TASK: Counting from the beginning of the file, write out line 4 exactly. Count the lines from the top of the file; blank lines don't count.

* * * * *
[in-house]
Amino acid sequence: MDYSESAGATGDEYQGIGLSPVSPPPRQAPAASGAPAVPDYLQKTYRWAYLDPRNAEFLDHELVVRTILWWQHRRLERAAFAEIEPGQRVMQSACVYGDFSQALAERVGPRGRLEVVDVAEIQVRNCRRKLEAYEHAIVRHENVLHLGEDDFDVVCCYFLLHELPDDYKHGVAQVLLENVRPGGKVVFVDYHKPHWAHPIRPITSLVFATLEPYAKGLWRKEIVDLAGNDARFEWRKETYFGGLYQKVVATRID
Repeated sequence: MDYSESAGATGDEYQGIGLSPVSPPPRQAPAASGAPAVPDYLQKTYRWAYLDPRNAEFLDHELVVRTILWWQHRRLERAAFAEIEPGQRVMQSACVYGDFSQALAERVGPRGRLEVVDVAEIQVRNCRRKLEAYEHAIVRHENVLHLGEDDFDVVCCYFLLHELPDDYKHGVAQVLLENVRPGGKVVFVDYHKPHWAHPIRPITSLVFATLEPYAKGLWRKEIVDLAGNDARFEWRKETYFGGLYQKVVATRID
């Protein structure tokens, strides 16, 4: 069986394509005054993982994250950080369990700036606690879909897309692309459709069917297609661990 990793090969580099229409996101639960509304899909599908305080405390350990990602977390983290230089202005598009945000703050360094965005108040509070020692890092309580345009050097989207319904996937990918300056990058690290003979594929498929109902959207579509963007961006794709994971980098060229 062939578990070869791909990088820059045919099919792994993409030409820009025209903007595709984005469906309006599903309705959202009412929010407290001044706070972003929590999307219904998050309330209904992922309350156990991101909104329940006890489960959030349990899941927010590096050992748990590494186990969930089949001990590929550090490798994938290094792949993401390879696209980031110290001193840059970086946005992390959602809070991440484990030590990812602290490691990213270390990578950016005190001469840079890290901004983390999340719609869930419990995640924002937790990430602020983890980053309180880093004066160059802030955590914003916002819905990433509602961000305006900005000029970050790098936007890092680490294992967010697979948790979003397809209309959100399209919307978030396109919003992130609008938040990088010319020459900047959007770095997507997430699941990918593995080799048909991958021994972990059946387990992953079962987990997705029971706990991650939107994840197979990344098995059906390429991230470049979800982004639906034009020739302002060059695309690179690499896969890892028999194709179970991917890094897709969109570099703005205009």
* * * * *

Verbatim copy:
């Protein structure tokens, strides 16, 4: 069986394509005054993982994250950080369990700036606690879909897309692309459709069917297609661990 990793090969580099229409996101639960509304899909599908305080405390350990990602977390983290230089202005598009945000703050360094965005108040509070020692890092309580345009050097989207319904996937990918300056990058690290003979594929498929109902959207579509963007961006794709994971980098060229 062939578990070869791909990088820059045919099919792994993409030409820009025209903007595709984005469906309006599903309705959202009412929010407290001044706070972003929590999307219904998050309330209904992922309350156990991101909104329940006890489960959030349990899941927010590096050992748990590494186990969930089949001990590929550090490798994938290094792949993401390879696209980031110290001193840059970086946005992390959602809070991440484990030590990812602290490691990213270390990578950016005190001469840079890290901004983390999340719609869930419990995640924002937790990430602020983890980053309180880093004066160059802030955590914003916002819905990433509602961000305006900005000029970050790098936007890092680490294992967010697979948790979003397809209309959100399209919307978030396109919003992130609008938040990088010319020459900047959007770095997507997430699941990918593995080799048909991958021994972990059946387990992953079962987990997705029971706990991650939107994840197979990344098995059906390429991230470049979800982004639906034009020739302002060059695309690179690499896969890892028999194709179970991917890094897709969109570099703005205009």